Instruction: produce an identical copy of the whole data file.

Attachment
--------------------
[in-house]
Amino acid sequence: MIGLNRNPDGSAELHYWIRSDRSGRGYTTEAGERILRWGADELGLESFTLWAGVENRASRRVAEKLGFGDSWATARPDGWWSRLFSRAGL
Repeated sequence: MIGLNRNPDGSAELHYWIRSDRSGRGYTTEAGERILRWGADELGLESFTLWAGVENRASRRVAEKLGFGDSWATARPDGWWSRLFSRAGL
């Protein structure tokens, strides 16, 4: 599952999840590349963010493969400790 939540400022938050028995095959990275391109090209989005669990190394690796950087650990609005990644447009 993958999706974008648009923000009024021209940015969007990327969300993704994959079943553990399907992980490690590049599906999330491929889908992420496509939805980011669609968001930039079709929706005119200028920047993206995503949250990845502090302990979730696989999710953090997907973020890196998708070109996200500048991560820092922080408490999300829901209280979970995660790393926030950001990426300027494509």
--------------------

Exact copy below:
[in-house]
Amino acid sequence: MIGLNRNPDGSAELHYWIRSDRSGRGYTTEAGERILRWGADELGLESFTLWAGVENRASRRVAEKLGFGDSWATARPDGWWSRLFSRAGL
Repeated sequence: MIGLNRNPDGSAELHYWIRSDRSGRGYTTEAGERILRWGADELGLESFTLWAGVENRASRRVAEKLGFGDSWATARPDGWWSRLFSRAGL
């Protein structure tokens, strides 16, 4: 599952999840590349963010493969400790 939540400022938050028995095959990275391109090209989005669990190394690796950087650990609005990644447009 993958999706974008648009923000009024021209940015969007990327969300993704994959079943553990399907992980490690590049599906999330491929889908992420496509939805980011669609968001930039079709929706005119200028920047993206995503949250990845502090302990979730696989999710953090997907973020890196998708070109996200500048991560820092922080408490999300829901209280979970995660790393926030950001990426300027494509």